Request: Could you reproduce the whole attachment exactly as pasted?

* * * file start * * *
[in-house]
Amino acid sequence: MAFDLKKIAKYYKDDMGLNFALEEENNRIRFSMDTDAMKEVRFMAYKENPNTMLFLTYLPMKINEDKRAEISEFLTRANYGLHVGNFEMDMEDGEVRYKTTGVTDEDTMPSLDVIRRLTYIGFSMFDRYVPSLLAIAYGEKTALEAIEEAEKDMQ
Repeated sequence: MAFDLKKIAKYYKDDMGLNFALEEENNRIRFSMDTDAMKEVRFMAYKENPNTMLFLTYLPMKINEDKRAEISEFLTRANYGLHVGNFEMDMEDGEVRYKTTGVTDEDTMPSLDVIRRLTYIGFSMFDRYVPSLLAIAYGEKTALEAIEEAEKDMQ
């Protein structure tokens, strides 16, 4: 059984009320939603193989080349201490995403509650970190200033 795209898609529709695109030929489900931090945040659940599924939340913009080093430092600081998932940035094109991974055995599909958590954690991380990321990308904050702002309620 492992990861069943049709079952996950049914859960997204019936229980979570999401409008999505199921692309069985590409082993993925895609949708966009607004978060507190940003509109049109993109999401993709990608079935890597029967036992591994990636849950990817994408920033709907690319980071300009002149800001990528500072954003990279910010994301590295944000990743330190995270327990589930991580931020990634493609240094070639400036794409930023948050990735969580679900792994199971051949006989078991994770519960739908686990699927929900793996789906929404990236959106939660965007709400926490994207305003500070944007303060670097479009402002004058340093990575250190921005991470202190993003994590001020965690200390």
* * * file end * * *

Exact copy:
[in-house]
Amino acid sequence: MAFDLKKIAKYYKDDMGLNFALEEENNRIRFSMDTDAMKEVRFMAYKENPNTMLFLTYLPMKINEDKRAEISEFLTRANYGLHVGNFEMDMEDGEVRYKTTGVTDEDTMPSLDVIRRLTYIGFSMFDRYVPSLLAIAYGEKTALEAIEEAEKDMQ
Repeated sequence: MAFDLKKIAKYYKDDMGLNFALEEENNRIRFSMDTDAMKEVRFMAYKENPNTMLFLTYLPMKINEDKRAEISEFLTRANYGLHVGNFEMDMEDGEVRYKTTGVTDEDTMPSLDVIRRLTYIGFSMFDRYVPSLLAIAYGEKTALEAIEEAEKDMQ
């Protein structure tokens, strides 16, 4: 059984009320939603193989080349201490995403509650970190200033 795209898609529709695109030929489900931090945040659940599924939340913009080093430092600081998932940035094109991974055995599909958590954690991380990321990308904050702002309620 492992990861069943049709079952996950049914859960997204019936229980979570999401409008999505199921692309069985590409082993993925895609949708966009607004978060507190940003509109049109993109999401993709990608079935890597029967036992591994990636849950990817994408920033709907690319980071300009002149800001990528500072954003990279910010994301590295944000990743330190995270327990589930991580931020990634493609240094070639400036794409930023948050990735969580679900792994199971051949006989078991994770519960739908686990699927929900793996789906929404990236959106939660965007709400926490994207305003500070944007303060670097479009402002004058340093990575250190921005991470202190993003994590001020965690200390």